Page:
A total of 77 patients randomized to either ATH-1017 or placebo will be evaluated for improvements in cognition, global, and functional assessments across a 26-week treatment period.
The phase 2 ACT-AD clinical trial (NCT04491006) evaluating Athira Pharma’s investigational agent ATH-1017 in patients with mild-to-moderate Alzheimer disease (AD), has completed enrollment, with results expected to be announced in the first half of 2022, according to the company.1
This ongoing randomized, double-blind, placebo-controlled, 26-week trial will assess ATH-1017, a positive modulator of hepatocyte growth factor (HGF)/MET, in the treatment of 77 patients across 14 sites in the United States and Australia. Patients were randomized 1:1:1 to 1 of 2 dose groups of daily subcutaneous ATH-1017 or placebo and will continue to be evaluated for improvements in cognition, global, and functional assessments.
"The completion of enrollment in our ACT-AD trial is an important step forward in advancing ATH-1017 as a potential new treatment option for patients suffering from Alzheimer’s and other dementias," Mark Litton, PhD, MBA, president and chief executive officer, Athira, said in a statement.1 "We look forward to building on this momentum and sharing topline results from this Phase 2 trial in the first half of 2022. As part of our overall clinical development program to maximize the full potential of ATH-1017, we plan to initiate a clinical trial in Parkinson's disease dementia later this year. At Athira, we are committed to improving the lives of patients and their caregivers, and we are proud of our progress towards this goal to date."
Event-Related-Potential (ERP P300), a functional measure of working memory processing speed, will be measured through electroencephalogram (EEG). EEG will also be used to measure quantitative EEG (qEEG). Patients who complete the 26-week treatment period during ACT-AD or LIFT-AD (NCT04488419), Athira’s other ongoing clinical trial of ATH-1017, may enter an open-label extension period in which they receive the study drug at a high dose of 70 mg/day for an additional 26 weeks.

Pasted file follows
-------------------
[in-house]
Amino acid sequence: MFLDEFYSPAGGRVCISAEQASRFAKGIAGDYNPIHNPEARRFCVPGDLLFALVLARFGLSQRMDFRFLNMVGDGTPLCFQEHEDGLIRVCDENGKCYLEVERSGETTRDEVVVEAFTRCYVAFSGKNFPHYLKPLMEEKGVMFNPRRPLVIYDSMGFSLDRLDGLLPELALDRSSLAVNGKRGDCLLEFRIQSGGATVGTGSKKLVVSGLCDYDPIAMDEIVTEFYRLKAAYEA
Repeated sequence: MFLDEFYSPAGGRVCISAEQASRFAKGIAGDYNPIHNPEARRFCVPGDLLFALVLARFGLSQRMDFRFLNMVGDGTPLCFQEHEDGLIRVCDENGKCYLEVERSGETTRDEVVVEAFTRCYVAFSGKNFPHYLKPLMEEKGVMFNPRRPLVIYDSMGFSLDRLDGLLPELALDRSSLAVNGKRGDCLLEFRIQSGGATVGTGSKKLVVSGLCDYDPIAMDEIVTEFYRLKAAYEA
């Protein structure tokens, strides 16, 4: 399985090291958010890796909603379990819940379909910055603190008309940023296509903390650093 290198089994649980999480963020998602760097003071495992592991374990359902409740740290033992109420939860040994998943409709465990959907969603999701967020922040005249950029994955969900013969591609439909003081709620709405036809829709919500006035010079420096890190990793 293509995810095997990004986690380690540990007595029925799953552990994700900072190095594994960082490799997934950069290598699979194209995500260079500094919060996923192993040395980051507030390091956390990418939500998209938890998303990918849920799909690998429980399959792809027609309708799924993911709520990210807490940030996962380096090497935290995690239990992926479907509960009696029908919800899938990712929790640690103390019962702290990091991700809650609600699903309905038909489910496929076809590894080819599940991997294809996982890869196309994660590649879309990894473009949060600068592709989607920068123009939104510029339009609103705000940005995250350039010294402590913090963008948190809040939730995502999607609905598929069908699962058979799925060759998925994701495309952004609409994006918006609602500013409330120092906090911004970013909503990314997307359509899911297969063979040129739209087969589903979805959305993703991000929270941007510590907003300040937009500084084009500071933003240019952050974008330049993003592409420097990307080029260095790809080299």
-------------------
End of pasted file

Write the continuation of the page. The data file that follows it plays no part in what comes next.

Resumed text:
Hans Moebius, MD, PhD, chief medical officer, Athira, said in a statement that, "the completion of enrollment in ACT-AD is an important clinical milestone for Athira. Results from this trial may provide Athira with supportive information that can help optimize our ongoing potentially pivotal LIFT-AD trial and confirm the statistically significant improvement in P300 latency, a functional measure of working memory processing speed, demonstrated in our early trial."
LIFT-AD initiated dosing in October 2020 and enrolled up to 300 patients with mild-to-moderate AD.2 That trial is currently investigating ATH-1017’s efficacy in terms of cognitive improvements and performance on global/functional assessments between placebo and treatment groups.
ATH-1017, which is designed to enhance HGF to promote brain health and function, has shown positive results in preclinical trials to date. In an animal model of APP1/PS1 transgenic mice, treatment with ATH-1017 resulted in increased qEEG γ power that is associated with cognitive processing and memory.
The investigational agent also demonstrated safety, including no serious adverse events, in a phase 1a/b clinical trial of healthy young, healthy elderly, and patients with AD. Additionally, it also showed a statistically significant improvement in ERP, and investigators noted ERP 300 latency among patients after multiple treatments with ATH-1017 compared with placebo (P <.05).
Moebius went on to state, "the pathophysiology of Alzheimer’s disease is complex and includes not only the hallmarks of beta-amyloid deposits and neurofibrillary tangles, but neuroinflammation, vascular dysfunction, and neurodegeneration. By focusing on neuronal network recovery, ATH-1017’s novel mechanism of action is agnostic to the underlying disease pathology of Alzheimer’s and other dementias."1